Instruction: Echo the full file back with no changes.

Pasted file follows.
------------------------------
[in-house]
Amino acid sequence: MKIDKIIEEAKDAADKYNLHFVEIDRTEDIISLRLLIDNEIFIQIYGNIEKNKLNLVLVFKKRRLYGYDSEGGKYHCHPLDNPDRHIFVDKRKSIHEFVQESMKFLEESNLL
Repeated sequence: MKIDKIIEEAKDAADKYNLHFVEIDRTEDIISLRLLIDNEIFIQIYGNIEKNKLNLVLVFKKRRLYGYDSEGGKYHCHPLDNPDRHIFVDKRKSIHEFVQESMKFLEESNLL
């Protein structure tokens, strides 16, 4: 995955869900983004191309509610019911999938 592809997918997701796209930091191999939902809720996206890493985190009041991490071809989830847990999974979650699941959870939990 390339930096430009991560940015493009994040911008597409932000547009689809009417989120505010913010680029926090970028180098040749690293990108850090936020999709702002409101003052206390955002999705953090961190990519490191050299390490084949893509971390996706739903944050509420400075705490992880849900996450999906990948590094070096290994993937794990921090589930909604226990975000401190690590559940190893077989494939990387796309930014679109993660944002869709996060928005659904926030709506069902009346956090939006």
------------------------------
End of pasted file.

[in-house]
Amino acid sequence: MKIDKIIEEAKDAADKYNLHFVEIDRTEDIISLRLLIDNEIFIQIYGNIEKNKLNLVLVFKKRRLYGYDSEGGKYHCHPLDNPDRHIFVDKRKSIHEFVQESMKFLEESNLL
Repeated sequence: MKIDKIIEEAKDAADKYNLHFVEIDRTEDIISLRLLIDNEIFIQIYGNIEKNKLNLVLVFKKRRLYGYDSEGGKYHCHPLDNPDRHIFVDKRKSIHEFVQESMKFLEESNLL
């Protein structure tokens, strides 16, 4: 995955869900983004191309509610019911999938 592809997918997701796209930091191999939902809720996206890493985190009041991490071809989830847990999974979650699941959870939990 390339930096430009991560940015493009994040911008597409932000547009689809009417989120505010913010680029926090970028180098040749690293990108850090936020999709702002409101003052206390955002999705953090961190990519490191050299390490084949893509971390996706739903944050509420400075705490992880849900996450999906990948590094070096290994993937794990921090589930909604226990975000401190690590559940190893077989494939990387796309930014679109993660944002869709996060928005659904926030709506069902009346956090939006």